I’ll give the naysayers the benefit of the doubt and agree that these books may not all be total crap. There may be a few entertaining ones (not great) lumped in with the bad. But how do you grow as a writer if you leave yourself no time to do so? When do you have time to explore themes, language, plot, social issues, tension, emotions, and all the other aspects of this art?
And what’s the rush? If you publish a subpar book, it will follow you forever. Are you really going to miss out on millions by taking the time to write a quality, unforgettable book? I doubt it. A quality book actually increases your chances to make a few dollars.
New writers/authors make this mistake all the time. I did. We’re excited. We’ve finally completed this epic task of writing a book and are ready to send it into the world. It took me 10 months to go from first draft to publish with my first book, Sweet Dreams, and I definitely rushed it. I ended up going back and getting professional editing after the fact. I will never make the mistake of publishing without professional editing again.
So when new writers and not so new writers hold their hands over their ears as they tread water and ignore the lifeguards on the shore offering good writing advice in exchange for marketing strategies, it drives me a little nutty. Those that have rushed to publish and learned our lesson are here to reel you in, not drown you.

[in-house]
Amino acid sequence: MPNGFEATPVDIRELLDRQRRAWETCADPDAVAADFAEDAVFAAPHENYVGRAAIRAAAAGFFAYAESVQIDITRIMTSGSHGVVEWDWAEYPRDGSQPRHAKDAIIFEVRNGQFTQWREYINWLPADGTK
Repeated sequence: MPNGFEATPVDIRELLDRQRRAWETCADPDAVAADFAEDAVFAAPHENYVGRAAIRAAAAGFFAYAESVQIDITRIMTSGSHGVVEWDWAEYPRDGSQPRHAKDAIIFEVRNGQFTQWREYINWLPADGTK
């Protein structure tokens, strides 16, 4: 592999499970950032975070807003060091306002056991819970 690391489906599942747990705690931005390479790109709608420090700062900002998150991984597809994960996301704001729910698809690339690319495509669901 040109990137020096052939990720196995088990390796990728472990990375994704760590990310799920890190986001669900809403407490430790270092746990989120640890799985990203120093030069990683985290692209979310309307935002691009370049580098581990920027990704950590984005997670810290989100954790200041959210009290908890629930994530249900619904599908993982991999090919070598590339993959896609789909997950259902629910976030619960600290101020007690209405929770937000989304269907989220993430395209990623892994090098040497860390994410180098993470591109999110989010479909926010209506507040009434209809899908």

There’s also the argument publishing too quickly can turn readers off. I’m a fast reader. I can average 2-3 books a week, but I don’t read at that rate all 52 weeks a year. There are times I take a break from reading. There are other times, when I’ve read several books by the same author, I need to take a break from the author to read other books on my list. At some point, a reader will be in the mood for something different than your voice. We can’t eat potatoes, potatoes, potatoes everyday. We crave variety. Why not build some buzz or anticipation around your work as you strive to improve each book over the last?
Good advice, IMO, I’ve received and agree with:
- Get your first draft down on paper and let it rest
- Don’t write in a vacuum. There are many great writing communities out there. Join in and network with your peers. Get advice. Get feedback. You are not alone.